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Subject: It had to happen. MATH ATTACK! Combinatorics and Bayes' Theorem. rss

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David Goldfarb
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Well, I haven't gotten a chance to actually play this game yet. But just reading the rules and seeing other people play it, I could see some interesting cases for mathematical analysis.

One obvious case to look at: you're a Liberal who has been elected Chancellor, and you have just been handed two Fascist policies by the President. It's possible that the President is a dirty rotten Fascist who has buried a Liberal policy; it's also possible that the President is an innocent Liberal who happened to get screwed by the random draw. How suspicious of the President should you now be?

Rev. Thomas Bayes to the rescue! He gave us a formula that tells us just how far we should adjust our probability estimates, given new data. This is just the sort of situation where we can use it.

Before we can do that, we need to know what the relative chance is of a deck-screw versus a burial. This result turns out to be fun and elegant, something I'm sure the designers intended.

Given the initial composition of the deck, the chance of drawing three Fascist policies is:

11 10 9
---- * ---- * ----
17 16 15


And the chance of two Fascist and one Liberal is:

11 10 6
---- * ---- * ---- * 3
17 16 15


(The times three is because there is only one way to draw three Fascist policies, but three ways to draw two Fascist and one Liberal: you could draw LFF, FLF, or FFL.)

Rather than have to cope with these somewhat hairy fractions, we should notice something: 6 is exactly 2/3 of 9. Since we're multiplying by 2/3, and then multiplying by 3, we can see that FFL must be exactly twice as likely as FFF.

Now, let's get back to our seat as the Chancellor. When the President draws three policies, there are four possible combinations to draw: FFF, FFL, FLL, or (yeah, right) LLL. But we when get FF from her, we can rule out those last two. Now, we paid attention in probability class, and we know that when we are ruling out possibilities like that, the ones that remain keep their original ratios. So then the chance that the President drew FFF was 1/3, and the chance that she drew FFL was 2/3.

Okay, so now we can figure out just how suspicious we should be. We'll start with one specific case: a 7-player game.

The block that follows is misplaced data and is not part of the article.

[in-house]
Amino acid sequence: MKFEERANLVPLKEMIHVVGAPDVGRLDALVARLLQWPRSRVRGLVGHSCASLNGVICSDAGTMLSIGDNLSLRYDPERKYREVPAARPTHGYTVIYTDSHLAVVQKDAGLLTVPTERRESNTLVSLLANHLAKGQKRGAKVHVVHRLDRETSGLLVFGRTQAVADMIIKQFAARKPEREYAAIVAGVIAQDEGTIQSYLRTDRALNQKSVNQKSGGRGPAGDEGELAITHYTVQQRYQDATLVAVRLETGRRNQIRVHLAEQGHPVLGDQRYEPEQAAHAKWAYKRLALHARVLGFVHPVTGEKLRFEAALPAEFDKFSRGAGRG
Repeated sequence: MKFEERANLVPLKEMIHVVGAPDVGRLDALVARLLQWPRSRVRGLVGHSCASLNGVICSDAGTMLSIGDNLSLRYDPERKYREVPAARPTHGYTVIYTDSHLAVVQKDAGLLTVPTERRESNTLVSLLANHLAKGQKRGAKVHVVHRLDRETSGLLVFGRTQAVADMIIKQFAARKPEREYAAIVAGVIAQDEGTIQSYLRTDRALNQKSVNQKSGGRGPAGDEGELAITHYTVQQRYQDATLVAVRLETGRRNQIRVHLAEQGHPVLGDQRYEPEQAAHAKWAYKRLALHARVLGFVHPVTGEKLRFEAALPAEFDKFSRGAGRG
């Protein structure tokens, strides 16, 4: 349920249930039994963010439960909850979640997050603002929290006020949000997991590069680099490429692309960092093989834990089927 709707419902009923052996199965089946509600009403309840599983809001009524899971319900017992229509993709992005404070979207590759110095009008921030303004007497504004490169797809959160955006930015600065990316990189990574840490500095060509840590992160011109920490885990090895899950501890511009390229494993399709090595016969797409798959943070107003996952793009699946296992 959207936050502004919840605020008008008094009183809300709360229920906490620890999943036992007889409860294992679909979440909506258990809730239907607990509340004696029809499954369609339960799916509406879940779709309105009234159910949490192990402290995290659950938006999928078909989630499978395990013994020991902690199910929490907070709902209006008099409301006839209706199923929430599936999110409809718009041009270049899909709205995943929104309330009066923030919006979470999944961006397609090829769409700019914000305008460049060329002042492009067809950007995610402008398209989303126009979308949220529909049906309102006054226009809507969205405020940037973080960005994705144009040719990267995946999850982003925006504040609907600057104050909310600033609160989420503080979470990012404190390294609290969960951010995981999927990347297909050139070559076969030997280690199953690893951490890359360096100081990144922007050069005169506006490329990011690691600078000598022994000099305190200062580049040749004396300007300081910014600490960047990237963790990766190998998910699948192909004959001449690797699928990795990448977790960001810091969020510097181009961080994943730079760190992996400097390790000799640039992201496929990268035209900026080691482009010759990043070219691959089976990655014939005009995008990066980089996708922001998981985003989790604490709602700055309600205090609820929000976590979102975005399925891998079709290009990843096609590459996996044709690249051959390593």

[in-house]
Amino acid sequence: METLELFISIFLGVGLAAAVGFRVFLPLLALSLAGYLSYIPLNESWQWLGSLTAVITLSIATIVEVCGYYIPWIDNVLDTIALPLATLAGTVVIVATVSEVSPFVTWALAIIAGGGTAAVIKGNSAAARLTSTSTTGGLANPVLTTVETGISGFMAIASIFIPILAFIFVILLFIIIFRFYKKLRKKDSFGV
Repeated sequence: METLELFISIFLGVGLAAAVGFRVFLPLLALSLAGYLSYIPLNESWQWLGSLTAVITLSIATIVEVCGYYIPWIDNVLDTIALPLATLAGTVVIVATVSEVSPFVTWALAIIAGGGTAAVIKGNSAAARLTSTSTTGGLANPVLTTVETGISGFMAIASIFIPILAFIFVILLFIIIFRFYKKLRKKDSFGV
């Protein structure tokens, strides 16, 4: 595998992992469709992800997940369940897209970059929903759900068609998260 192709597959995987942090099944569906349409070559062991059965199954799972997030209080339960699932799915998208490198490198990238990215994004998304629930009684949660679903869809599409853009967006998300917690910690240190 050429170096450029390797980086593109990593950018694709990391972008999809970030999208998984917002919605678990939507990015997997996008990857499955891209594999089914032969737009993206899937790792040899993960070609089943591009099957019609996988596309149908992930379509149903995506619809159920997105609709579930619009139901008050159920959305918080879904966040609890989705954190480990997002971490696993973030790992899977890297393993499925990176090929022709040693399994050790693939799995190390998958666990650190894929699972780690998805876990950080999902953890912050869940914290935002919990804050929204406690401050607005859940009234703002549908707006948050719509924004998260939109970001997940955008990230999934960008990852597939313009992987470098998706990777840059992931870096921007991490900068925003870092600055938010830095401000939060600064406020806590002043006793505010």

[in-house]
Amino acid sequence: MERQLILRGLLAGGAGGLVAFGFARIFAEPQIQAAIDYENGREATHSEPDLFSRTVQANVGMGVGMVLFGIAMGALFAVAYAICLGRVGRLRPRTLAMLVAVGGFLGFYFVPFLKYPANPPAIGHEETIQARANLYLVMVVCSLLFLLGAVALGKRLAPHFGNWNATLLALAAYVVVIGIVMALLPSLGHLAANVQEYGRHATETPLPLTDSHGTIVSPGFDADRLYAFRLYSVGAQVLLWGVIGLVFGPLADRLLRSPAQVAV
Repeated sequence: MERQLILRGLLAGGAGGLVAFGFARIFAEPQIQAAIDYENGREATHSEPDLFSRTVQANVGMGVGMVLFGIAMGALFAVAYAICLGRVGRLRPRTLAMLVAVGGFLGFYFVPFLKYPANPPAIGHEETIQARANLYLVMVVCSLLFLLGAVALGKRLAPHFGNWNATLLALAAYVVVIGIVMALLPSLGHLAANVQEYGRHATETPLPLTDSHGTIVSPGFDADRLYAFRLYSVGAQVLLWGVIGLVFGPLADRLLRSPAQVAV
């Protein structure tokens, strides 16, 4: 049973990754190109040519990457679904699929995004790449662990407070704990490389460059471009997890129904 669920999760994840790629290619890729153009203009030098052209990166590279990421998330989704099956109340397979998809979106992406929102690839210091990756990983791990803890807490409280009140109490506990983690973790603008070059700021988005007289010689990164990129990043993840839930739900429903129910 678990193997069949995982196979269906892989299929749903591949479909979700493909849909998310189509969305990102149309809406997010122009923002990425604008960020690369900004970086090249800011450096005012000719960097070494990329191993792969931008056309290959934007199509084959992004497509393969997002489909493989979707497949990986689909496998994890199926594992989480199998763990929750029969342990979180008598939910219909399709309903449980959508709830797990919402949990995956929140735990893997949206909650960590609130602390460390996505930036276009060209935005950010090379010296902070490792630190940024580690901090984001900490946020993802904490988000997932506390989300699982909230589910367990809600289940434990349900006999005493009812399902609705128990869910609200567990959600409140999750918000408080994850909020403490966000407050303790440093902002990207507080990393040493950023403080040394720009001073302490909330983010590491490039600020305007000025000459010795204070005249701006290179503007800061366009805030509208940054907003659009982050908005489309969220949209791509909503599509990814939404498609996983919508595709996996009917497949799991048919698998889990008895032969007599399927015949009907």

In a 7-player game where you are a Liberal, the other players divide 50-50. For any other player you know nothing about there's a 1/2 chance that they're also a Liberal; a 1/3 chance that they're a Fascist, and a 1/6 chance that they're that über-Fascist, Hitler. When the President passes you FF, you know there's a 1/3 chance that they had to pass that, and a 2/3 chance that they buried a Liberal policy.

For simplicity's sake, we'll assume that Fascist players will always pass FF if they can.

We now have to raise that eternal question: WWHD? What would Hitler do?

If you think Hitler would play like a Fascist, and always pass FF when possible, then here's how it works out:

1
--- (the chance that the President is a Fascist/Hitler)
2
P(Fascist) = ----------------
1 1 1
--- + (--- * ---) (the chance that the President is a Liberal who drew FFF)
2 2 3


Add it all up and do the fractions, and it comes out to exactly 3/4 that the President is a Fascist (including Hitler), up from our previous estimate of 1/2. (The chance that the President was Hitler himself comes out to exactly 1/4; which makes sense, since Hitler is 1/3 of the Fascists.)

Now then: what if we think that Hitler would slow-play it, pretending to be a Liberal throughout so as to increase the chances of a late-game Chancellor election? In that case only 1/3 of the other players would always pass FF.

So:
1
--- (the chance that the President is a Fascist)
3
P(Fascist) = ----------------
1 2 1
--- + (--- * ---) (the chance that the President is a Liberal/Hitler who drew FFF)
3 3 3


This works out to exactly 3/5 (60%) chance that the President is a Fascist, up from our previous 33%. So it's the way to bet, but far from certain. The chance that the President is Hitler actually falls a bit: from 1/6 to 1/10. (This will always be true in the Slow-Play Hitler scenario: getting FF means a lower chance of the President being Liberal, but also a lower chance of the President being Hitler.)

Here's a little chart I made up giving the new probabilities for all player counts, given Spiking Hitler and Slow-Play Hitler.


# of players Chance of F/H given Spiking Hitler Chance of F given Slow-Play Hitler
5 .75 .5
6 2/3 (.67) 3/7 (.43)
7 .75 3/5 (.6)
8 ~.69 ~.55
9 .75 ~.64
10 ~.71 3/5 (.6)


I hope you've enjoyed this little adventure into probability.
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